On more than a few occasions, I took my anger and frustration out on my husband. Lashing out about the way the nurses communicated with my son, I found myself moving through emotions that ranged from blubbery tears to what felt like steam boiling out of my ears.

Weekends in our home were always peaceful. My son had a nurse he adored and who didn’t fight with him. We were able to spend time as a family.

Sundays were always the most pleasant. On the single day of the week that no one came into our home, our son didn’t raise his voice. We didn’t fight with him about anything, and there were no scary, violent outbursts.

After a few weekends of calm, I started to realize that the nurse my son lovingly referred to as “his honey,” was the source of his outbursts.

He only behaved that way when she was in our home.  The only other time he acted like that was with another nurse we had to terminate.

Quickly, I realized that his behavior escalated to violence because anytime he acted out she gave him whatever he wanted. If he wanted her to play but she was busy, he threw a fit. When she needed to provide him with medications, he exploded violently to prevent her from giving the meds.

Everything she needed to do work as a nurse, he pushed back on. Instead of holding her ground with him, she gave in to his demands. For a year, she spoiled him with attention to a fault. He learned that anytime he exploded that his “honey” would give him what he wanted.

When I made the connection, I tried to change their relationship. I provided the nurse with techniques to manage and work through my son’s outbursts. We discussed not bending to his demands. Firmly, I told her that she needed to establish boundaries with him so he would respect her.

Initially, I tried to model the proper way to diffuse the situation. I remained calm, ignored the behavior, and firmly stuck to whatever request I made of my son. Through the work, my son stopped fighting me.

Unfortunately, her attempts to extinguish the behavior only further fanned the flames of my son’s rage. She struggled to remain calm. Within days, I started to hear her yelling at my son. Soon her behavior escalated from being easy going to arguing with my son about everything.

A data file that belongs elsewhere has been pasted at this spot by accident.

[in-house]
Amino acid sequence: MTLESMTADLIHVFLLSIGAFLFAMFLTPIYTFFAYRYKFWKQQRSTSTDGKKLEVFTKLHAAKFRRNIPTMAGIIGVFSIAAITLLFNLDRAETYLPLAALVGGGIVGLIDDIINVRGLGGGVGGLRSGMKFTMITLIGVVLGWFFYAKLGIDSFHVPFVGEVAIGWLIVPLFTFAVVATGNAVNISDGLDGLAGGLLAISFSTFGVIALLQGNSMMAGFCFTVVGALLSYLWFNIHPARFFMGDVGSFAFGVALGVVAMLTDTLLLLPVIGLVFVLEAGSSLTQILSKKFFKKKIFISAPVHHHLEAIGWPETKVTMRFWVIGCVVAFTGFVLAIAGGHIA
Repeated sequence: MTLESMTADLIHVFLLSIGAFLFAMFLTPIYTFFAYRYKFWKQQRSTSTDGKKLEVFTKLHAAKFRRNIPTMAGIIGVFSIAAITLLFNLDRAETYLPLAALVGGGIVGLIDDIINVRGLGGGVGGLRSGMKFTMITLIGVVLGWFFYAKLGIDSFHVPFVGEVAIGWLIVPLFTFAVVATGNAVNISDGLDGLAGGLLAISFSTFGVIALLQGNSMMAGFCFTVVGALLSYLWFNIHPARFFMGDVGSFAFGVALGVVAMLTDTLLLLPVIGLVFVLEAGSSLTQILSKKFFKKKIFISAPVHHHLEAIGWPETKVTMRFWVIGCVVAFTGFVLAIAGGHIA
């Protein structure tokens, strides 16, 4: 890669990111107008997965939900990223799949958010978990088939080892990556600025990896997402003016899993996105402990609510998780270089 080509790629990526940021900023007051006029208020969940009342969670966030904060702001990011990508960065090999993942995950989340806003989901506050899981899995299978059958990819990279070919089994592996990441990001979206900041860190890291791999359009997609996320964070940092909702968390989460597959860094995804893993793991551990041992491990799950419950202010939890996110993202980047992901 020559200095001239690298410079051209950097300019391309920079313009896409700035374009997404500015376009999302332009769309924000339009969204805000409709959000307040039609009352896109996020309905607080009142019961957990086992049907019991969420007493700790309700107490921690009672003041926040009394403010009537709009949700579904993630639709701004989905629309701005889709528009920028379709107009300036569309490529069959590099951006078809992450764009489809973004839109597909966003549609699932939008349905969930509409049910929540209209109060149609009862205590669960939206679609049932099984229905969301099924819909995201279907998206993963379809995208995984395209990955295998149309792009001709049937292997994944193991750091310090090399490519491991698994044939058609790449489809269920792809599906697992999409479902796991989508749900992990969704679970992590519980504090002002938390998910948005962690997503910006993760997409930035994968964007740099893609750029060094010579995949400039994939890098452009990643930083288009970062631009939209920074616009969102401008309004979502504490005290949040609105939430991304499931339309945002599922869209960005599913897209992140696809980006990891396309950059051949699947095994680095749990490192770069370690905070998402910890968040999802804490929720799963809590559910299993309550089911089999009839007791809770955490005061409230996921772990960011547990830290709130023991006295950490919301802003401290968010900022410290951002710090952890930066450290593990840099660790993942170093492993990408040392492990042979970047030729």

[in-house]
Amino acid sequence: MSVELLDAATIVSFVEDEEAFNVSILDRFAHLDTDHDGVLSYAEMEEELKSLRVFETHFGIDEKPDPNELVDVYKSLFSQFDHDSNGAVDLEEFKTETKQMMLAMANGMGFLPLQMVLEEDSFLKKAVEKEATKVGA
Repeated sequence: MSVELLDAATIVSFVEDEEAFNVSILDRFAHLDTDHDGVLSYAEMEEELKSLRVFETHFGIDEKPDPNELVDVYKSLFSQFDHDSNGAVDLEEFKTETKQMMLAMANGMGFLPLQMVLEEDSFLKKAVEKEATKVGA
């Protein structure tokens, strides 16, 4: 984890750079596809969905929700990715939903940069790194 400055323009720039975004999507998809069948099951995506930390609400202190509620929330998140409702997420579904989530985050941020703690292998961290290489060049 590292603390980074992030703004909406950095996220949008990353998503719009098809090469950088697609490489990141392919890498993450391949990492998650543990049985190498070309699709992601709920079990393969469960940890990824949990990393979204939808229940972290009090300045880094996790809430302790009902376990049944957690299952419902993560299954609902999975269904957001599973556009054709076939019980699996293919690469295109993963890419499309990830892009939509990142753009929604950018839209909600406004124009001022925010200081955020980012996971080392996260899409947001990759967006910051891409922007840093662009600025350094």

Her fights with my son started about the most mundane issues. One day she didn’t want to be a room he wanted to play in. The two of them fought for hours as she screamed and told him she can’t be forced to sit in a small room all day.

She said my son held her hostage and unable to work. Through her frustration, she raised her voice at my son and me. When I diffused situations and tried to calm my son, she accused me of not taking her feelings into consideration.

Then came her complaints about nearly every aspect of her day. She didn’t want to be in his room or the guest room. Her polite demeanor became demanding and abrasive. Her own needs started to supersede my son’s care.

For weeks she threatened to quit if we didn’t control our dog or make her environment safe. We worked tirelessly to manage our dog’s behavior. But her dark and aggressive demeanor made our dog nervous. Our sweet foxhound puppy barked at her aggressively anytime she approached our son.

After a month of questionable exchanges and a dramatic change in how she treated my son and me, I knew she was burnt out. What I didn’t realize was that she was so burnt out that it would turn into a dramatic explosion that left my son crying and me begging an agency to remove her from my home.

Her language towards me was abusive and disrespectful. She spoke so loudly my son placed his hands over his ears and begged her to stop. I told her to leave. She refused to leave my home. Eventually, I had to call the agency to remove her from my house.